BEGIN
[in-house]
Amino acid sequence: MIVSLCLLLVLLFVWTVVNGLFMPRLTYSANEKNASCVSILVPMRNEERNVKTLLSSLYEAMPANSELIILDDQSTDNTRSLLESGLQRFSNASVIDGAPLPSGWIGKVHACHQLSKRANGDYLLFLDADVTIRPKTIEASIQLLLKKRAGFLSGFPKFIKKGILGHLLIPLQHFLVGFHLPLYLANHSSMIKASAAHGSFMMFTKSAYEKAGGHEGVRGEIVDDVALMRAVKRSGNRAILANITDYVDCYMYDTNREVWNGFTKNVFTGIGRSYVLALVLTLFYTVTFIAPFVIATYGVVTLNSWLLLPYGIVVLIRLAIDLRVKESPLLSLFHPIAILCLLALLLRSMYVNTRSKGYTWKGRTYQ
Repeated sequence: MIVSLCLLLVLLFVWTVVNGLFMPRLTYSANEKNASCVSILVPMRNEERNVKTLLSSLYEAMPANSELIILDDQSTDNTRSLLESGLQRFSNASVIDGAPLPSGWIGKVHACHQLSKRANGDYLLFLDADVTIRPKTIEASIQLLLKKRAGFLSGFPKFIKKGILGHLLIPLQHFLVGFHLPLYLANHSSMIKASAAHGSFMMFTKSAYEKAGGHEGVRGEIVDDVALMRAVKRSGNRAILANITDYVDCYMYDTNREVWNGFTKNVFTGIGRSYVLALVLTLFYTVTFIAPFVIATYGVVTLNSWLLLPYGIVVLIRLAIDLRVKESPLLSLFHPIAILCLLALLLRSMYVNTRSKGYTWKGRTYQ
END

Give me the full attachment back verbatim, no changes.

[in-house]
Amino acid sequence: MIVSLCLLLVLLFVWTVVNGLFMPRLTYSANEKNASCVSILVPMRNEERNVKTLLSSLYEAMPANSELIILDDQSTDNTRSLLESGLQRFSNASVIDGAPLPSGWIGKVHACHQLSKRANGDYLLFLDADVTIRPKTIEASIQLLLKKRAGFLSGFPKFIKKGILGHLLIPLQHFLVGFHLPLYLANHSSMIKASAAHGSFMMFTKSAYEKAGGHEGVRGEIVDDVALMRAVKRSGNRAILANITDYVDCYMYDTNREVWNGFTKNVFTGIGRSYVLALVLTLFYTVTFIAPFVIATYGVVTLNSWLLLPYGIVVLIRLAIDLRVKESPLLSLFHPIAILCLLALLLRSMYVNTRSKGYTWKGRTYQ
Repeated sequence: MIVSLCLLLVLLFVWTVVNGLFMPRLTYSANEKNASCVSILVPMRNEERNVKTLLSSLYEAMPANSELIILDDQSTDNTRSLLESGLQRFSNASVIDGAPLPSGWIGKVHACHQLSKRANGDYLLFLDADVTIRPKTIEASIQLLLKKRAGFLSGFPKFIKKGILGHLLIPLQHFLVGFHLPLYLANHSSMIKASAAHGSFMMFTKSAYEKAGGHEGVRGEIVDDVALMRAVKRSGNRAILANITDYVDCYMYDTNREVWNGFTKNVFTGIGRSYVLALVLTLFYTVTFIAPFVIATYGVVTLNSWLLLPYGIVVLIRLAIDLRVKESPLLSLFHPIAILCLLALLLRSMYVNTRSKGYTWKGRTYQ